February 23, 2015 / 8:04 AM / 3 years ago

UPDATE 4-Zambia's president vows to prevent job losses at Barrick mine

* More than 2,000 workers strike at copper mine

* Revenue authority relaxes tax refund rules

* Zambia trying to end rows over royalties, taxes (Adds Barrick comment)

By Chris Mfula

LUSAKA, Feb 23 (Reuters) - Zambia’s president said on Monday his government would not allow mining jobs to be lost at Barrick Gold’s copper mine after workers went on strike to protest against the company’s plans to suspend operations due to high royalties.

Zambia in January hiked mineral royalties for open pit operations to 20 percent from 6 percent, prompting Toronto-based Barrick to say it would suspend operations at its Lumwana Copper Mine, which supports nearly 4,000 direct jobs.

In a statement, President Edgar Lungu suggested one measure to be explored could be to find a new partner to jointly run the mine with the government if Barrick closed it.

The newly-elected president said the mine should remain operational and that he would “not allow a single mining job to be lost”. This mirrors the populist policies of his late predecessor Michael Sata.

Barrick co-president Kelvin Dushnisky said on Monday the company does not expect Zambia to take aggressive steps against Barrick to keep the mine open. Dushnisky met with Lungu in Zambia last week.

Dushnisky, speaking at a mining conference in Florida, said he was hopeful the two sides will find a solution in coming weeks. But if not, would suspend operations at Lumwana.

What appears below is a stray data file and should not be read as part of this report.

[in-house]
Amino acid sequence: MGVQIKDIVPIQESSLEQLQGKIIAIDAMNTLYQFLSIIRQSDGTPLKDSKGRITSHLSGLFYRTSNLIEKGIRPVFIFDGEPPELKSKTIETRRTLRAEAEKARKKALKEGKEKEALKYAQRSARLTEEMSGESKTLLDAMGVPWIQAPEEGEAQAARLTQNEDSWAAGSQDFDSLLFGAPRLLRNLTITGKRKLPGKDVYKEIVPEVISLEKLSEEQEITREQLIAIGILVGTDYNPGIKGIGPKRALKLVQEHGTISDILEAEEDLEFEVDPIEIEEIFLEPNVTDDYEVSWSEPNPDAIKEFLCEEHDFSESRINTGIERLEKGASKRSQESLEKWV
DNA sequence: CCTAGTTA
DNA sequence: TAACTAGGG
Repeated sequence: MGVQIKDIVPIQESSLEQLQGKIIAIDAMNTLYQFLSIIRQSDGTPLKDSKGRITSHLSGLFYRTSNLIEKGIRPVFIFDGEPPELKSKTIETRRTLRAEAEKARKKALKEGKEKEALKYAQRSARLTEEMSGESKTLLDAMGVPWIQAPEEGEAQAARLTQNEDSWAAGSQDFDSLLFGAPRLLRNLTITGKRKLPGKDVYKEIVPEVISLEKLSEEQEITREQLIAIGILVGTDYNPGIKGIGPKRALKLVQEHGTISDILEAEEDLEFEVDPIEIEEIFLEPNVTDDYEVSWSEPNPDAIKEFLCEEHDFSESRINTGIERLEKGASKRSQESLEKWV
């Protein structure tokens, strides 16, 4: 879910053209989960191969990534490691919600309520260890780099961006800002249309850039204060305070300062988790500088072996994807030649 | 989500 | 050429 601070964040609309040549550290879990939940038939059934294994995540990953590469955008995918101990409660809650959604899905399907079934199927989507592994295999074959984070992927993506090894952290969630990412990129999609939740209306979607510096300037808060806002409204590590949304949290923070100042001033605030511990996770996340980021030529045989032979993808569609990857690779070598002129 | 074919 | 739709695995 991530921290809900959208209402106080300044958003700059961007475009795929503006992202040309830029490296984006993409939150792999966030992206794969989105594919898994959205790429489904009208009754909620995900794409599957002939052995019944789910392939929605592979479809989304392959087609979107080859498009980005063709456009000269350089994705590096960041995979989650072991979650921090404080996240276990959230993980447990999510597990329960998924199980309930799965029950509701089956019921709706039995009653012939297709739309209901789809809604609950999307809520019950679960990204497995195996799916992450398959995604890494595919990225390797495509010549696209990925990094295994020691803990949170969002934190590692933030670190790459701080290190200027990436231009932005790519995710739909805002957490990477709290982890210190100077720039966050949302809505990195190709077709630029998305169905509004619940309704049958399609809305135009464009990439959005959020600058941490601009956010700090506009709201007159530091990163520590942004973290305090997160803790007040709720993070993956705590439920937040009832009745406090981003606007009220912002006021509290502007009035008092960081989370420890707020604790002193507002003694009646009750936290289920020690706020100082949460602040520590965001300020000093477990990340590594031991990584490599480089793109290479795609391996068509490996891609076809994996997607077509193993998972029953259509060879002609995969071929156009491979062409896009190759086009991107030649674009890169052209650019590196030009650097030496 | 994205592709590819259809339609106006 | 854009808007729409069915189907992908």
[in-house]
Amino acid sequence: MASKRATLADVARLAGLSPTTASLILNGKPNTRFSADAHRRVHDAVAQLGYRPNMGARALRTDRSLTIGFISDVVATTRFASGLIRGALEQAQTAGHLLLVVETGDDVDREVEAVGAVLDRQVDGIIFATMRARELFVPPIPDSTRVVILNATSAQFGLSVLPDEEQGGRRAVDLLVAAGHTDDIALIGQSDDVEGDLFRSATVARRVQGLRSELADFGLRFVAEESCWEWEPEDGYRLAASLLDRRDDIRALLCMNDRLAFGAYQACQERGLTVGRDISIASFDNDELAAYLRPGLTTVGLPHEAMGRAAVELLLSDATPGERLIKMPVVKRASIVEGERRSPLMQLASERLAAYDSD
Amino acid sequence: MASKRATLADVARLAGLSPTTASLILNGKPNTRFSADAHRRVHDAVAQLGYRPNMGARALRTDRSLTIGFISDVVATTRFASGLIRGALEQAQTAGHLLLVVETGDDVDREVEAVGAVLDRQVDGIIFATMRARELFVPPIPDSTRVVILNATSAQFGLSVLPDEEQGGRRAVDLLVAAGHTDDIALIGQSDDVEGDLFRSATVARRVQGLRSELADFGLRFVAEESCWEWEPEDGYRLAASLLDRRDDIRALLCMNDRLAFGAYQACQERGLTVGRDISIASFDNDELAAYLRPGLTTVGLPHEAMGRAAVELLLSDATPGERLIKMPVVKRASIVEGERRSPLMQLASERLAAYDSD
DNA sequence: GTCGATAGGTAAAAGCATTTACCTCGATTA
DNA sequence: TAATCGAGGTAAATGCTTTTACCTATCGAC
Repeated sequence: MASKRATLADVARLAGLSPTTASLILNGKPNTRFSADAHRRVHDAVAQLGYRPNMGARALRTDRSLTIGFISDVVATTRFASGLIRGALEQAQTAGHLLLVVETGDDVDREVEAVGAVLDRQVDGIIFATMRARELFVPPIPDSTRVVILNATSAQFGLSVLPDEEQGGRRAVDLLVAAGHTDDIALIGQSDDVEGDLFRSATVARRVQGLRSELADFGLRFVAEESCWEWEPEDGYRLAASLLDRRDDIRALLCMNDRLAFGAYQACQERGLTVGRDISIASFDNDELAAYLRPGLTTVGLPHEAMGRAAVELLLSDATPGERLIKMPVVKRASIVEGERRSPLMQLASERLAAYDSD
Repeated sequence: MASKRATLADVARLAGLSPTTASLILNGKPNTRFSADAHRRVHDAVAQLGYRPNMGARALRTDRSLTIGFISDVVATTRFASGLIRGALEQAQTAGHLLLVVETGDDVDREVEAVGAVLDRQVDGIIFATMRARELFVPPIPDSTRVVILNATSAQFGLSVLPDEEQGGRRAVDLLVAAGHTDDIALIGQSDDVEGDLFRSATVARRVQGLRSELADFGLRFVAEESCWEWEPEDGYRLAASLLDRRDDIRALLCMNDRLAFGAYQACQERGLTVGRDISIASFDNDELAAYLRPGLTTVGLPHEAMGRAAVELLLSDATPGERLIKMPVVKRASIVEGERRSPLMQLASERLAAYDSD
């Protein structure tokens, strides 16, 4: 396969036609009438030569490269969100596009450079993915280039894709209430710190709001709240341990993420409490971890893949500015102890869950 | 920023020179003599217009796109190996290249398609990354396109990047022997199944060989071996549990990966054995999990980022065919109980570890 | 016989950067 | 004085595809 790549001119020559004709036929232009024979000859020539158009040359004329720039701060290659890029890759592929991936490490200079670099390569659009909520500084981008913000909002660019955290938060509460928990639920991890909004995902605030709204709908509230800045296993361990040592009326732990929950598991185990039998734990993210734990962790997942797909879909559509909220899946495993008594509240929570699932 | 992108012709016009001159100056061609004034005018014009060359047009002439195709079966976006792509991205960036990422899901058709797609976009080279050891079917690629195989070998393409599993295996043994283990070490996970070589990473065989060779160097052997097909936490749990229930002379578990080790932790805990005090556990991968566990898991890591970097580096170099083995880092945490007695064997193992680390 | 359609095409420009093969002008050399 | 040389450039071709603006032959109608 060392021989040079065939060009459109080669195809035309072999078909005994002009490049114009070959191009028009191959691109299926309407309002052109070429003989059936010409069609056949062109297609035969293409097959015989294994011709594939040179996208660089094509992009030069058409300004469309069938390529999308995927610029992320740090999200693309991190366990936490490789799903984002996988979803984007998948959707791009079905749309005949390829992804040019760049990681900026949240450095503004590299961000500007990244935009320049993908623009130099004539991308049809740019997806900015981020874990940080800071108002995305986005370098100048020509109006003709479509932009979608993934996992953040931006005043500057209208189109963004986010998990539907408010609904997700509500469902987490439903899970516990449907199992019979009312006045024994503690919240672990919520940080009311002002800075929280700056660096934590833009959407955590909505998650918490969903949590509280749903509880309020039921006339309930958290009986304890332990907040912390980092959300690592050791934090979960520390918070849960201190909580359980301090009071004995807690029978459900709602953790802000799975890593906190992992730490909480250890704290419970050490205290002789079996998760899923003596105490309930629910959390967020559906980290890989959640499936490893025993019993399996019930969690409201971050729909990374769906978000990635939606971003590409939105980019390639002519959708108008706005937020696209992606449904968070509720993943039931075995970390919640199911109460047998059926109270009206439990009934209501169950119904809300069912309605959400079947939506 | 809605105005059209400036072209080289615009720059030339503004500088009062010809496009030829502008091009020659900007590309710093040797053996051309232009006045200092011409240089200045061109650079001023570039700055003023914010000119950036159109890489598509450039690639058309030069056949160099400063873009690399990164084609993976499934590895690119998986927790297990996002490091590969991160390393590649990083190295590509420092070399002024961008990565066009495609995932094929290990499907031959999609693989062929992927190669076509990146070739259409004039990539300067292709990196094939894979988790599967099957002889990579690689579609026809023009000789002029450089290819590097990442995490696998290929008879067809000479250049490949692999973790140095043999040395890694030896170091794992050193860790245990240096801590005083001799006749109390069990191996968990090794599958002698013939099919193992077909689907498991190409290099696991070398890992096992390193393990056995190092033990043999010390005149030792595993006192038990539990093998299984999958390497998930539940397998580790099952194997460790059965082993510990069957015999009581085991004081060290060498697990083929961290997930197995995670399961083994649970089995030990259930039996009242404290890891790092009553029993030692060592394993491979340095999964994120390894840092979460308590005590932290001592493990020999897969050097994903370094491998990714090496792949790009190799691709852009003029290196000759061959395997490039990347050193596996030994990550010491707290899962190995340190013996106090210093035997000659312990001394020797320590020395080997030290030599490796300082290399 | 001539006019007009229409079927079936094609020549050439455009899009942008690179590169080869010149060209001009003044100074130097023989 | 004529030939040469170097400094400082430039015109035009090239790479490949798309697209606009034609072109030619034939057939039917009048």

Zambia’s tussles with miners over royalties, and Value Added Tax (VAT), refunds threaten investment in the country and come at a time when copper is near 5-1/2 year lows and economic growth in Africa’s second-biggest copper producer is faltering.

Zambia’s Chamber of Mines warned in December the new royalties would result in shaft closures and 12,000 job losses.

More than 2,000 unionised workers at Lumwana stopped work on Monday demanding to know what will happen to them when the company closes the business.

“They are demanding to know their future when the mine is closed,” Amos Malupenga, the top civil servant in North-Western province, told Reuters.

On Feb. 3 Lungu directed the government to resolve the row with mining companies over royalties and VAT refunds. He said on Monday the revenue authority was in talks with mining firms to resolve the royalties dispute.

Zambia’s revenue authority Commissioner General Berlin Msiska separately said the tax body had relaxed a rule requiring exporters to produce documents from destination countries to claim VAT refunds. The authority would now accept transit documents from exporters claiming VAT refunds.

Zambia has been withholding VAT payments from mining companies and other exporters it says have not produced import certificates from destination countries. (Writing by James Macharia and Ed Stoddard; Additional reporting by Nicole Mordant in Vancouver; editing by Susan Thomas and Andrew Hay)

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